US Airways said that no other competing bids were received by the court-imposed deadline of November 15, 2002. The company said it expects to unveil its reorganization plan in mid-December 2002 – four months after filing for bankruptcy – and currently plans to emerge from Chapter 11 in the first quarter of 2003.
In September, US Bankruptcy Judge Stephen Mitchell approved RSA’s proposed investment agreement and the terms for a competitive bidding process to allow the airline to consider higher or otherwise better equity investment offers.
“Designation of RSA as equity sponsor reaffirms our commitment to a ‘fast-track’ emergence from bankruptcy and a successful restructuring of our business,” David Siegel, president and chief executive officer of US Airways said in a statement. “RSA has demonstrated a strong commitment to our vision for a reorganized and highly competitive airline, and our management team looks forward to working with them as we chart a path for success and profitability.”
The formal selection of RSA has been endorsed by the Committee of Unsecured Creditors appointed by the bankruptcy judge to represent the interests of creditors during the reorganization.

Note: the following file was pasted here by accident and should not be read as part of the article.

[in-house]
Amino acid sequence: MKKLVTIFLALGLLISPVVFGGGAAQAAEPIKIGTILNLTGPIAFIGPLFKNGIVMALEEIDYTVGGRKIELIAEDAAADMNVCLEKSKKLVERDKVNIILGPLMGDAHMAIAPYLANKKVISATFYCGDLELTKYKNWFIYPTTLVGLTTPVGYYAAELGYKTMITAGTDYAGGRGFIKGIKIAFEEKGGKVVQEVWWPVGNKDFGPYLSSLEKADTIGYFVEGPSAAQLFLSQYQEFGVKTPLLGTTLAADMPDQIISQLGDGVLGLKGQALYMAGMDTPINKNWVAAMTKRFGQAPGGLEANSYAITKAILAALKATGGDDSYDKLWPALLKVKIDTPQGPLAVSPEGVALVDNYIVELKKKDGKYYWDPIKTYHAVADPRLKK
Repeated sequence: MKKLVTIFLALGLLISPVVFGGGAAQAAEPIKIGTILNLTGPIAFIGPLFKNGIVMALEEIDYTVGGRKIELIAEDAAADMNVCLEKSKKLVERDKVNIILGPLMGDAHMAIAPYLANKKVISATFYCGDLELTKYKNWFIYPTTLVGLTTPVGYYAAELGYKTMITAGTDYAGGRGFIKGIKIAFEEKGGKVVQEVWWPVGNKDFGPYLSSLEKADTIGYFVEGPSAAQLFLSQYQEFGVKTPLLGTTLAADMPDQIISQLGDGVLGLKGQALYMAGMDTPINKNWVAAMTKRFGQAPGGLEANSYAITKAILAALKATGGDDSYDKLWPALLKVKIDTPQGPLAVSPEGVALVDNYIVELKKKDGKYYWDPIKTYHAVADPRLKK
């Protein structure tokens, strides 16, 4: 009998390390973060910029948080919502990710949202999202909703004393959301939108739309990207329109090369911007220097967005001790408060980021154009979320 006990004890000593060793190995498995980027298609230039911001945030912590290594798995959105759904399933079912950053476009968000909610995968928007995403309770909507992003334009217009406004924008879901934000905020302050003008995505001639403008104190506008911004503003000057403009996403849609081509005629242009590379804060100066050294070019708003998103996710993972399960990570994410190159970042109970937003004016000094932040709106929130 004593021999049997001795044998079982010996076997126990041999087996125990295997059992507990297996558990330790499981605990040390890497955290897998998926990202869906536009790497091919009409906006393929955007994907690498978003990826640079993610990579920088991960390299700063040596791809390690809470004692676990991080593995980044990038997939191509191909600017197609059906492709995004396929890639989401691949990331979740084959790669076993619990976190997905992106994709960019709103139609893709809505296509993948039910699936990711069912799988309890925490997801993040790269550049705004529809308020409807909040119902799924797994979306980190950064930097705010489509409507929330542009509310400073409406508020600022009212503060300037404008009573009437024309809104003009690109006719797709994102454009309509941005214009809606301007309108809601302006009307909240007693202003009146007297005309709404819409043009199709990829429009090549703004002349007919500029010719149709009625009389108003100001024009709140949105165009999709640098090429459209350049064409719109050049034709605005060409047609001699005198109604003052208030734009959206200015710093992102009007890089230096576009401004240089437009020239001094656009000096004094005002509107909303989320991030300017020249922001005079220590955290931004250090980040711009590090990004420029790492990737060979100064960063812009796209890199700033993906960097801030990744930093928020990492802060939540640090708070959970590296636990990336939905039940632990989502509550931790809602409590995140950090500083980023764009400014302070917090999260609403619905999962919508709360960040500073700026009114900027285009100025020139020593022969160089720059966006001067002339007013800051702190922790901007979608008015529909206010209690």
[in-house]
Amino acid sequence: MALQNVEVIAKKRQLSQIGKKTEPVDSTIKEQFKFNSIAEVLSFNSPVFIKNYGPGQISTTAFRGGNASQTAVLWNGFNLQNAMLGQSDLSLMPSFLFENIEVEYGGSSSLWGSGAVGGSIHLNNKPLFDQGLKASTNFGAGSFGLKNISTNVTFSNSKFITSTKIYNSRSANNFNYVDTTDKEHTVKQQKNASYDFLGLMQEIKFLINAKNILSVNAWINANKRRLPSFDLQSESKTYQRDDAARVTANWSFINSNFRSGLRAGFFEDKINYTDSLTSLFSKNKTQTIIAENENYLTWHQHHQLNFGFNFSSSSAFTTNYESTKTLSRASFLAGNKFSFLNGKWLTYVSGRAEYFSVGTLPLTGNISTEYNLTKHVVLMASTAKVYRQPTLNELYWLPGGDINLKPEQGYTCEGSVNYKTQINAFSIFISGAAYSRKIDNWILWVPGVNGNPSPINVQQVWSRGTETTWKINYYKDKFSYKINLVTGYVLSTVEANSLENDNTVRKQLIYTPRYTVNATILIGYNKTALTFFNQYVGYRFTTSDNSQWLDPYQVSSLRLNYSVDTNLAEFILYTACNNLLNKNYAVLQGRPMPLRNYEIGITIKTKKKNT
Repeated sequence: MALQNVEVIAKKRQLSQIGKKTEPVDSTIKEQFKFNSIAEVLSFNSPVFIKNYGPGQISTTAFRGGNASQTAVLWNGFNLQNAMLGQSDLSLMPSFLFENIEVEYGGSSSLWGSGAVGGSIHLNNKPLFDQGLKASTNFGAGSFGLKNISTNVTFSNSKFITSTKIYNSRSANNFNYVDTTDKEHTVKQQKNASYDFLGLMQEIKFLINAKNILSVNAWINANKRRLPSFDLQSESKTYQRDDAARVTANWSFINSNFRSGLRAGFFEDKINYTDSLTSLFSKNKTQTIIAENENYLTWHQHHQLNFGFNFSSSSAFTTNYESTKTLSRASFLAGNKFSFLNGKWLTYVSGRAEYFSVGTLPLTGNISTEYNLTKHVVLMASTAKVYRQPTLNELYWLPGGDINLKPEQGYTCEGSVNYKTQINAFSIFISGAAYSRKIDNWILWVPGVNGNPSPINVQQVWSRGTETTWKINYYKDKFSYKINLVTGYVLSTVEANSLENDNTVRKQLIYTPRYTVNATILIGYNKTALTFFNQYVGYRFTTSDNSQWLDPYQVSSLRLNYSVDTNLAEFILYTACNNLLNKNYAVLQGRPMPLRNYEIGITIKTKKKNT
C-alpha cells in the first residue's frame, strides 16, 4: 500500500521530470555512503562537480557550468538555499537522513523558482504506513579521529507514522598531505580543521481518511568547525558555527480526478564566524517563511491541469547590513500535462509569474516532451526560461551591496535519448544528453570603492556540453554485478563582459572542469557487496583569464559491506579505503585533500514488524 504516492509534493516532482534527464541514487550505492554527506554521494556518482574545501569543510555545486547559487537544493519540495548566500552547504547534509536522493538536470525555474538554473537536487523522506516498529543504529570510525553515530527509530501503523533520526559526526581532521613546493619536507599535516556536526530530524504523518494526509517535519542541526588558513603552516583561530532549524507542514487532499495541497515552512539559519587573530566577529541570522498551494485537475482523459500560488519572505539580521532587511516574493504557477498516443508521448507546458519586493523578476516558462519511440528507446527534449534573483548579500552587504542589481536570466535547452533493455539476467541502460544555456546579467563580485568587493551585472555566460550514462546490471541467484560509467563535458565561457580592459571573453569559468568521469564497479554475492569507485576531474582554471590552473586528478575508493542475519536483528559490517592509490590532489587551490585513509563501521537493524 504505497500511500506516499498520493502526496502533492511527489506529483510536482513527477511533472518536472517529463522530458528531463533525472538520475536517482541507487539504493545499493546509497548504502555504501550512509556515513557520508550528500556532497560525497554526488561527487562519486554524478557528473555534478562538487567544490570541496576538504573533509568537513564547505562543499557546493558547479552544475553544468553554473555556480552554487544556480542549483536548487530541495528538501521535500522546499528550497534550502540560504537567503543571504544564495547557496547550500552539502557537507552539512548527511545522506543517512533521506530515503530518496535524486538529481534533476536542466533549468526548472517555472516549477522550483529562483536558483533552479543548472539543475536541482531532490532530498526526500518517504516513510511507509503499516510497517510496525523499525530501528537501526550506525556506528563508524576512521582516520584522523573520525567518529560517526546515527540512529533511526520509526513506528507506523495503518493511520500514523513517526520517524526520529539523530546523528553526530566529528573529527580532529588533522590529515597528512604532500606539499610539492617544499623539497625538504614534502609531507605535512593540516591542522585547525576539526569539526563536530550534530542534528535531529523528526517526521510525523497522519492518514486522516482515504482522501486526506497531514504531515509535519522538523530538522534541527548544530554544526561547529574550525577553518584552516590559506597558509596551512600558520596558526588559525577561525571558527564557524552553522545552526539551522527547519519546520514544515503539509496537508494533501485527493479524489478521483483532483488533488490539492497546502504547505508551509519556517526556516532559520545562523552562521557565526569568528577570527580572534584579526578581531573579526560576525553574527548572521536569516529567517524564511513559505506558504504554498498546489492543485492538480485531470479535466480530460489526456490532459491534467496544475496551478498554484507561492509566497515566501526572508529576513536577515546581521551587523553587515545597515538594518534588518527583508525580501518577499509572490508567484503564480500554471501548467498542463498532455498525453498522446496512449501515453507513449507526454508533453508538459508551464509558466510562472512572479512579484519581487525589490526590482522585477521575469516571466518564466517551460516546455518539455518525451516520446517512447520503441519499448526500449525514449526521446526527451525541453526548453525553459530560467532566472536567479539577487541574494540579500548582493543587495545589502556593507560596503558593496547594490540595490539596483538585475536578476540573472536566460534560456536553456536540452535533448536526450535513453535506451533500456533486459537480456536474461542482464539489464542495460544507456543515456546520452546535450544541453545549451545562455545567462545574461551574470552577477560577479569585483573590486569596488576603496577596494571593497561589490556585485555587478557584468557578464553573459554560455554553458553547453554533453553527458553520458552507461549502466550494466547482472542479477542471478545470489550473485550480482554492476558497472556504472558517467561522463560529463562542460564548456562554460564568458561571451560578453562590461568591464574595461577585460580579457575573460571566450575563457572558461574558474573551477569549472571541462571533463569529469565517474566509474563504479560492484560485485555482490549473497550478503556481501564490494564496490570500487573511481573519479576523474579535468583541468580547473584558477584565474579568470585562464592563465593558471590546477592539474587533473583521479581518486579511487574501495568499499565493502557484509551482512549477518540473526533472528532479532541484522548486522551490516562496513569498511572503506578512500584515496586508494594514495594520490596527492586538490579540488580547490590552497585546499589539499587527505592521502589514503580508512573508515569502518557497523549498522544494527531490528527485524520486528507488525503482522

Pension Fund Gets 37.5%
RSA agreed to invest $240 million for approximately 37.5% ownership interest in the restructured US Airways. This percentage of equity ownership is subject to change based upon the final plan of reorganization, the company announcement said.
US Airways also said RSA has underwritten a $500 million debtor-in-possession (DIP) financing facility. So far, the airline has drawn $300 million on the $500 million DIP loan.
The company said the remaining $200 million can be tapped when US Airways meets certain remaining agreements for a $900 million federal guarantee of a $1 billion loan, which has been given conditional approval by the Air Transportation Stabilization Board (ATSB).
RSA also continues to hold approximately $340 million of debt obligations related to US Airways’ aircraft, the company said.
The pension fund’s bid, which was announced in September, topped an earlier offer for a similar stake led by financier David Bonderman’s Texas Pacific Group, an investment firm with experience resurrecting troubled airlines. (See Alabama Makes Bid for US Airways ).
At first, the company tried to fight off the RSA bid, but later changed course and embraced it. (See US Airways Reverses Course; Works Out RSA Deal ).
US Airways has slashed at least $1.3 billion in annual expenses, through widespread wage cuts and renegotiated debt agreements, to lighten its hefty cost structure.